World Cancer Day: Why is the disease still a taboo?

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World Cancer Day: Why is the disease still a taboo?

Even today, cancer remains a somewhat taboo topic, with some people unwilling to publicly share their condition.

January 2016 will be remembered as a particularly alarming month for fans of David Bowie, Alan Rickman, and Terry Wogan – whose lives were all ended by cancer.

Their deaths were not only marked by mass outpourings of grief from loved ones, colleagues and fans at the loss of great talents in their respective fields, but also for the privacy in which they dealt with the disease.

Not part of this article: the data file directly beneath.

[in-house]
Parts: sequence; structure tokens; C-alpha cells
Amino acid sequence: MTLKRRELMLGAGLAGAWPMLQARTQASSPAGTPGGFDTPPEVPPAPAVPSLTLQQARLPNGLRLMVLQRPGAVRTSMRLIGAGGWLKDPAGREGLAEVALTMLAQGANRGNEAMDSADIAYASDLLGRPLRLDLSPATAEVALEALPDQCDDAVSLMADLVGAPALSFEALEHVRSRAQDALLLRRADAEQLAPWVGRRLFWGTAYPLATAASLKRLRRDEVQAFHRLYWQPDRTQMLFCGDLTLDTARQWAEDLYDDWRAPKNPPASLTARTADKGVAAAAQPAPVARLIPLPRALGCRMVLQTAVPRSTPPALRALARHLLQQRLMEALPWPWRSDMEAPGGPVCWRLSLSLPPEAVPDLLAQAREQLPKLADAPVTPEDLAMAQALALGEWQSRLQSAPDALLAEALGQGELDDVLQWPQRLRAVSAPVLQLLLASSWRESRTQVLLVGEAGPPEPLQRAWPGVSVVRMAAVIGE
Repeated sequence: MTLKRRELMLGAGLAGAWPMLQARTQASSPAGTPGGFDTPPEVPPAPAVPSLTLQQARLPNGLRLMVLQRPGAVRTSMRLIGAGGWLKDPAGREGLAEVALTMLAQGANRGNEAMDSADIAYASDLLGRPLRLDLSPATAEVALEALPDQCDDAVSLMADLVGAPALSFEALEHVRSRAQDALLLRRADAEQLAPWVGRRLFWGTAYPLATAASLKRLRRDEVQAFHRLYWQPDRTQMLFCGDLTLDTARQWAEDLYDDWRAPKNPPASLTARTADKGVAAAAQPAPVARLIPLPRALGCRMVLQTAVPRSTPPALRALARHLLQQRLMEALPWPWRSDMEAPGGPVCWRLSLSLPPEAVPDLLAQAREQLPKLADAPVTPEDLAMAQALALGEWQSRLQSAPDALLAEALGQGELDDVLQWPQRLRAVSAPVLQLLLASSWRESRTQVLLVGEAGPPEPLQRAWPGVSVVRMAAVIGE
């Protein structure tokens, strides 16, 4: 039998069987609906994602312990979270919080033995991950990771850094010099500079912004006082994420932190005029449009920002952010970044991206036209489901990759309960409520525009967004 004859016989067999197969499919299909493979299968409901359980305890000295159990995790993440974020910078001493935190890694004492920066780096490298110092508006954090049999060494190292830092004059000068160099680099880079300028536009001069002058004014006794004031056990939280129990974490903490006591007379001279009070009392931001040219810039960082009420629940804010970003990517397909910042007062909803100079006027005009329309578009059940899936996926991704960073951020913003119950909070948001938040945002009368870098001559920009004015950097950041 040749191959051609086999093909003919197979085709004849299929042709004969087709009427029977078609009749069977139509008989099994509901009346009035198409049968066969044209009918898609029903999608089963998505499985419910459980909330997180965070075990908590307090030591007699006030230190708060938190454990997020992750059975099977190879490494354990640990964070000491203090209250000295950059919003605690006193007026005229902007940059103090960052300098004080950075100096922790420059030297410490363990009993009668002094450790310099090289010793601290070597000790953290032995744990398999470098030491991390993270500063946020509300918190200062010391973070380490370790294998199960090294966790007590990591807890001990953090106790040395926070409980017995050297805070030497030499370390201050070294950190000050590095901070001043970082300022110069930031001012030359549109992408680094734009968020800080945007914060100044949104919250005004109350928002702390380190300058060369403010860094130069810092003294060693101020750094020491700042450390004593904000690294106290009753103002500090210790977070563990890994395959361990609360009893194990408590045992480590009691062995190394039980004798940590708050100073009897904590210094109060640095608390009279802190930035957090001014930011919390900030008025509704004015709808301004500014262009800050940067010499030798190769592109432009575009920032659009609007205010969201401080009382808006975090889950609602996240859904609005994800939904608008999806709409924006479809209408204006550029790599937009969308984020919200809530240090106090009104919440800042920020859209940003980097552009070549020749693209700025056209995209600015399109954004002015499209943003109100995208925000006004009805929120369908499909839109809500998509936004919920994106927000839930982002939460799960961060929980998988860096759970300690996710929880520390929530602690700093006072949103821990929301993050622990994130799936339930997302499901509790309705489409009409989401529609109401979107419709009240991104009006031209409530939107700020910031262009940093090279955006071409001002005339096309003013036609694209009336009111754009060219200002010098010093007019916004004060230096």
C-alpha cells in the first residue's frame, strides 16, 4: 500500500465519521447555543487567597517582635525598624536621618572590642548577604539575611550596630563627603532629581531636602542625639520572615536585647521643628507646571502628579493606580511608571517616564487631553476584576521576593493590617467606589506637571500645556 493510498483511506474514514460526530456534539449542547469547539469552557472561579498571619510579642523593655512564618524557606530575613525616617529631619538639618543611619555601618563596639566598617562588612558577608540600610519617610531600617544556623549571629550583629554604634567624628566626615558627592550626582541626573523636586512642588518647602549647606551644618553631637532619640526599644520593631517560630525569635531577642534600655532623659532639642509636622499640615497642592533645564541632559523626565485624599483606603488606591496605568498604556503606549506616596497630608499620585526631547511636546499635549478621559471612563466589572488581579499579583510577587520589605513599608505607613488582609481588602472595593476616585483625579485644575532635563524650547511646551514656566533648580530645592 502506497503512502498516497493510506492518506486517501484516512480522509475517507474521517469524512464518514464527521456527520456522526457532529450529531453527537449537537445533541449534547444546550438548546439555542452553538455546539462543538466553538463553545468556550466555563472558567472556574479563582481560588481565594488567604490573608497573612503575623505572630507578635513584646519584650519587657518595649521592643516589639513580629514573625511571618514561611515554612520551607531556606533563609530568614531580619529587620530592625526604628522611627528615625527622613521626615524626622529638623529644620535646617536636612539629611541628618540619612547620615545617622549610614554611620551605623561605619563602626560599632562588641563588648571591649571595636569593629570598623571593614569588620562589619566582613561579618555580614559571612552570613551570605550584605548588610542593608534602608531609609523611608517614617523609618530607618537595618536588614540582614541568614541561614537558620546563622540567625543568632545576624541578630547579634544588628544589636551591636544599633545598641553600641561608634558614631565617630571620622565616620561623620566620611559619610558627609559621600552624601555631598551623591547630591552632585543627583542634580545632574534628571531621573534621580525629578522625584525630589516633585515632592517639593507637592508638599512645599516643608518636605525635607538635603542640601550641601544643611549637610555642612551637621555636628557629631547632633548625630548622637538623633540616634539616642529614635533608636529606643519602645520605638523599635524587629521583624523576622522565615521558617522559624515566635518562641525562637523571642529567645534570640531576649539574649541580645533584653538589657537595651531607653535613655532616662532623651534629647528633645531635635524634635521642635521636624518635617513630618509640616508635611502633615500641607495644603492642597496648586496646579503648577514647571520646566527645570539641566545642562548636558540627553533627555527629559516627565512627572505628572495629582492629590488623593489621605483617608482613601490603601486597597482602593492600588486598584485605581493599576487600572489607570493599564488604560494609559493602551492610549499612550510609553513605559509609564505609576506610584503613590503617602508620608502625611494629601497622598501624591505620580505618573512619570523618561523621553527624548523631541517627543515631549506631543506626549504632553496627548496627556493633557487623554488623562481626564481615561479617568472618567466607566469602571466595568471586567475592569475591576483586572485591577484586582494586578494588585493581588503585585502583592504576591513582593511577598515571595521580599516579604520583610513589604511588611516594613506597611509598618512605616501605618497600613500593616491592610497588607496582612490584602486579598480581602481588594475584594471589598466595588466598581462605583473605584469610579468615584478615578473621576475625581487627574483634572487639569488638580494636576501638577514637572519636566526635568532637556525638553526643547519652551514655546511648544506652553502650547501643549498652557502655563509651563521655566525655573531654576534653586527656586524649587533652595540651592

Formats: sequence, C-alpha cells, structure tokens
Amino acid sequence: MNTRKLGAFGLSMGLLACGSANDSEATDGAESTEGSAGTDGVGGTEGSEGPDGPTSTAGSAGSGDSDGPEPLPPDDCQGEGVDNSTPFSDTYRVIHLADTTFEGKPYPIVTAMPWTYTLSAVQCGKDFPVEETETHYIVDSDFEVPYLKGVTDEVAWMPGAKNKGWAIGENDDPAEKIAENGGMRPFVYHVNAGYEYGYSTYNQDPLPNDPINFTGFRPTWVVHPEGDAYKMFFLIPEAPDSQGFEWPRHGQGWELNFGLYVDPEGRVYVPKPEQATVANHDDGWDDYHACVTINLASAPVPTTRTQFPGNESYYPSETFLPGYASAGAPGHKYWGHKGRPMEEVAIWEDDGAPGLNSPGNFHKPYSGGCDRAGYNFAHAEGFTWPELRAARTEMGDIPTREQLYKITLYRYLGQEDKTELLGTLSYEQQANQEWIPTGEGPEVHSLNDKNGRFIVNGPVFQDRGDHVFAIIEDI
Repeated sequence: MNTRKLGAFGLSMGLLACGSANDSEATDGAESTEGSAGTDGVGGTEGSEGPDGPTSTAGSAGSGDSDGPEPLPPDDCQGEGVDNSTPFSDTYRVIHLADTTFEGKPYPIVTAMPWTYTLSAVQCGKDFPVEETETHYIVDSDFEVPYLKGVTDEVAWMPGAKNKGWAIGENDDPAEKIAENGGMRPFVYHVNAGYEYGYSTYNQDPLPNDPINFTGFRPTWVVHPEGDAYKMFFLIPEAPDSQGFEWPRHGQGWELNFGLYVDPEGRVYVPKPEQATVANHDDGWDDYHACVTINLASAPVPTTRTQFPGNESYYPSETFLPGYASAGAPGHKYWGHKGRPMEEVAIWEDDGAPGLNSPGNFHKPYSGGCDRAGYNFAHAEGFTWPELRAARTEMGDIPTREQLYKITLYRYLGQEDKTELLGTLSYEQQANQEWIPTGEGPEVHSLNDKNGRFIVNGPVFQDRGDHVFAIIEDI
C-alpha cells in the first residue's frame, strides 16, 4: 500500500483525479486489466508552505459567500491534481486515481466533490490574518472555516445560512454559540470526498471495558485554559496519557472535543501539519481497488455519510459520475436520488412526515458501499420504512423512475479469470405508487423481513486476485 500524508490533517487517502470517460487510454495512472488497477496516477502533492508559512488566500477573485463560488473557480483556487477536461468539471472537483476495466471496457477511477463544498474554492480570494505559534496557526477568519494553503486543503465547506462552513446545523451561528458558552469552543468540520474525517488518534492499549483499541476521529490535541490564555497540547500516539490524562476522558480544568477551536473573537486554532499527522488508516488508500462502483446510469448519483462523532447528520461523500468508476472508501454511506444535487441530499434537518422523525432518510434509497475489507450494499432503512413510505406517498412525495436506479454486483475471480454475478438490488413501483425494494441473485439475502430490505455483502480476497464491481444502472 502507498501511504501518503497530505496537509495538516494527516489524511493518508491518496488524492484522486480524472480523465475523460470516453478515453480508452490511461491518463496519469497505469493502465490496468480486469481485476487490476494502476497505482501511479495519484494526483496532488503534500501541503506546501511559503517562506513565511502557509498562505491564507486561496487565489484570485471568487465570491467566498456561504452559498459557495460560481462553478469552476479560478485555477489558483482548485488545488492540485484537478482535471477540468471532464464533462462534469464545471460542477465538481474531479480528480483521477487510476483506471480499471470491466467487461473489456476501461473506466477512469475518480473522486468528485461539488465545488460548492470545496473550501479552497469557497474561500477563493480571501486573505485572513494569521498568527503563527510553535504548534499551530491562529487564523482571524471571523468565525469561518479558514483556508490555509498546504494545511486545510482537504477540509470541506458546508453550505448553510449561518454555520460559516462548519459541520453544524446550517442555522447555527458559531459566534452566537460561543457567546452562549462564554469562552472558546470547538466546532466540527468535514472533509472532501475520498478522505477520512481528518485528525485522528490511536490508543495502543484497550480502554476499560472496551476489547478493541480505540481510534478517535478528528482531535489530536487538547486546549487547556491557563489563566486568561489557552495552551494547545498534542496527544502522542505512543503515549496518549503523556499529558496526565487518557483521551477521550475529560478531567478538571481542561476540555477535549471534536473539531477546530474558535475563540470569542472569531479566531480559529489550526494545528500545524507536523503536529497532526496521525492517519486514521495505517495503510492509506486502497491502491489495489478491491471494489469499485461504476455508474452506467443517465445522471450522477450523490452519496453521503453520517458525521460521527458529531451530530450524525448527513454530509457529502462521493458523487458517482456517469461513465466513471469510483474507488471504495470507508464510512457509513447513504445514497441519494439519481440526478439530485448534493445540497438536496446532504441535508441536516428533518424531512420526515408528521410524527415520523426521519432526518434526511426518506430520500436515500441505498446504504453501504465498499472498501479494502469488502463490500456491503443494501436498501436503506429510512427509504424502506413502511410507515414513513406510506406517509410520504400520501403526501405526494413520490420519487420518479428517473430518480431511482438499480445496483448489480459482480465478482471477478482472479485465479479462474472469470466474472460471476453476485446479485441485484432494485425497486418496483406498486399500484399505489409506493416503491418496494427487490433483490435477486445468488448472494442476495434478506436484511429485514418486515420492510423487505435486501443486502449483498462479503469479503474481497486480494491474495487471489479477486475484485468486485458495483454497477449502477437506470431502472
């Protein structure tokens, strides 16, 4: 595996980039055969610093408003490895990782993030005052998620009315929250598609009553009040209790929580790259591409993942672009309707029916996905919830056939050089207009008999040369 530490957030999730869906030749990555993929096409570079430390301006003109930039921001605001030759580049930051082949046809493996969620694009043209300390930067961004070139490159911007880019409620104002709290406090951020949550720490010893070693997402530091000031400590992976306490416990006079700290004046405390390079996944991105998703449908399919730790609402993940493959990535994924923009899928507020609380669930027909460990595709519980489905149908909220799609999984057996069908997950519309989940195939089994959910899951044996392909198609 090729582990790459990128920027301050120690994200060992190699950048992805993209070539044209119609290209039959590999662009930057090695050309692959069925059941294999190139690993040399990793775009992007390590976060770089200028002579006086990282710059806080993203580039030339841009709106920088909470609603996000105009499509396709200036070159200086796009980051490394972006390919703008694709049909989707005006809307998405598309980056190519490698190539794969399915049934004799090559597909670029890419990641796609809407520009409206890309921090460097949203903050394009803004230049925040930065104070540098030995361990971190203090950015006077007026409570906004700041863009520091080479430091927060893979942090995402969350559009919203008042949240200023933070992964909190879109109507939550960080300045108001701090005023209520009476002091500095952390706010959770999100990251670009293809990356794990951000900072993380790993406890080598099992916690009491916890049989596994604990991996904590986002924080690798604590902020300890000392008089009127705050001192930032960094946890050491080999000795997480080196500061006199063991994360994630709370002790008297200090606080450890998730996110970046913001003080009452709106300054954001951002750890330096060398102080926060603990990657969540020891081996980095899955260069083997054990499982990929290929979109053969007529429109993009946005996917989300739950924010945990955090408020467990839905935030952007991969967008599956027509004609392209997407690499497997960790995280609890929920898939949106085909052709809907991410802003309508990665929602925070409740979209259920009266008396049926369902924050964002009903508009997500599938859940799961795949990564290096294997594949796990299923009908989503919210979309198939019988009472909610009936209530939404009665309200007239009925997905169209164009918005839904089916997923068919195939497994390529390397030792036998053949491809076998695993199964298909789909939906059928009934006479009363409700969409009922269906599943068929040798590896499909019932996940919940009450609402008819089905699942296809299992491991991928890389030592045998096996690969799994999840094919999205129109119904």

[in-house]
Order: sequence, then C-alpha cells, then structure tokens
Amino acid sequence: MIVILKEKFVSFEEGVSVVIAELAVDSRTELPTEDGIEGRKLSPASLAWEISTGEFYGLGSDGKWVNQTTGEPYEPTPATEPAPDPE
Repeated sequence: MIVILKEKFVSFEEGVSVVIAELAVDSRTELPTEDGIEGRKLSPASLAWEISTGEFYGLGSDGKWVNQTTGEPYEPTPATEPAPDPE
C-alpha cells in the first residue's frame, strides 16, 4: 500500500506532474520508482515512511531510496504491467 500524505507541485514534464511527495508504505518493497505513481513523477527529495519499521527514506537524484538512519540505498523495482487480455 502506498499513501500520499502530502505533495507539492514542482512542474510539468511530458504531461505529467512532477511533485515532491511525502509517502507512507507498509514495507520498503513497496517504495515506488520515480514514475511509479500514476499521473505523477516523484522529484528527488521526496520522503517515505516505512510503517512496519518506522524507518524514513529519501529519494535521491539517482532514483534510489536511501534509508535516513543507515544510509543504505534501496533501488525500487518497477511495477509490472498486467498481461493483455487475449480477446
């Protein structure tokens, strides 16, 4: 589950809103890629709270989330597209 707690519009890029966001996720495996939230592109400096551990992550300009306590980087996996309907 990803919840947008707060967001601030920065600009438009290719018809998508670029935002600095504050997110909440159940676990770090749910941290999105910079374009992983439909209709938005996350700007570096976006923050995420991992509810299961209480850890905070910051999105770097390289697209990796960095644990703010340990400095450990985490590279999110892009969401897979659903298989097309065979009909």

None of the men announced their diagnoses with cancer publicly, but also appeared to have told only their closest friends and family members.

Similarly, after announcing he had throat cancer, actor Michael Douglas later clarified that he had hidden his potentially disfiguring tongue cancer diagnoses at the recommendation of his doctors.

But while fame and the responses of the media may play a part in whether high-profile figures reveal their conditions, concerns about sharing the unwelcome news are universal.

Read Full Article: World Cancer Day: Why is the disease still a taboo? | Features | Lifestyle | The Independent

 

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